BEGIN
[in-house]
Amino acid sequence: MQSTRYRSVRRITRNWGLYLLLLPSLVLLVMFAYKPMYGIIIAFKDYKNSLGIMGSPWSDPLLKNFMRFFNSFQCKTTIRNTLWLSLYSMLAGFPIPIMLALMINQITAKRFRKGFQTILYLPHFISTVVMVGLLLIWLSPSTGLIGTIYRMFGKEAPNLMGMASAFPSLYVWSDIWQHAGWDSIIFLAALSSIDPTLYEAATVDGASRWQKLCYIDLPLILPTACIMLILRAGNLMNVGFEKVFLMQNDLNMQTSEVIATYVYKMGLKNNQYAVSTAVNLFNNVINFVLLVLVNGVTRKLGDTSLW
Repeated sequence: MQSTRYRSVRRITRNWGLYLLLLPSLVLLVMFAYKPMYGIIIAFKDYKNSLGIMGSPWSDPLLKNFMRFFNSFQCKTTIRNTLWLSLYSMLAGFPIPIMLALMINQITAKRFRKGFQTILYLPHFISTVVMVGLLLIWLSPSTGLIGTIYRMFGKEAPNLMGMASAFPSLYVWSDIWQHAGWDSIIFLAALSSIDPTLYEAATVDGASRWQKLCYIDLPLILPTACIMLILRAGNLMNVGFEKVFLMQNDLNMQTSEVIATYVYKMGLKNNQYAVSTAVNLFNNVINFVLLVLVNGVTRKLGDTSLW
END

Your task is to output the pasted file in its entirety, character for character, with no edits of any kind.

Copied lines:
[in-house]
Amino acid sequence: MQSTRYRSVRRITRNWGLYLLLLPSLVLLVMFAYKPMYGIIIAFKDYKNSLGIMGSPWSDPLLKNFMRFFNSFQCKTTIRNTLWLSLYSMLAGFPIPIMLALMINQITAKRFRKGFQTILYLPHFISTVVMVGLLLIWLSPSTGLIGTIYRMFGKEAPNLMGMASAFPSLYVWSDIWQHAGWDSIIFLAALSSIDPTLYEAATVDGASRWQKLCYIDLPLILPTACIMLILRAGNLMNVGFEKVFLMQNDLNMQTSEVIATYVYKMGLKNNQYAVSTAVNLFNNVINFVLLVLVNGVTRKLGDTSLW
Repeated sequence: MQSTRYRSVRRITRNWGLYLLLLPSLVLLVMFAYKPMYGIIIAFKDYKNSLGIMGSPWSDPLLKNFMRFFNSFQCKTTIRNTLWLSLYSMLAGFPIPIMLALMINQITAKRFRKGFQTILYLPHFISTVVMVGLLLIWLSPSTGLIGTIYRMFGKEAPNLMGMASAFPSLYVWSDIWQHAGWDSIIFLAALSSIDPTLYEAATVDGASRWQKLCYIDLPLILPTACIMLILRAGNLMNVGFEKVFLMQNDLNMQTSEVIATYVYKMGLKNNQYAVSTAVNLFNNVINFVLLVLVNGVTRKLGDTSLW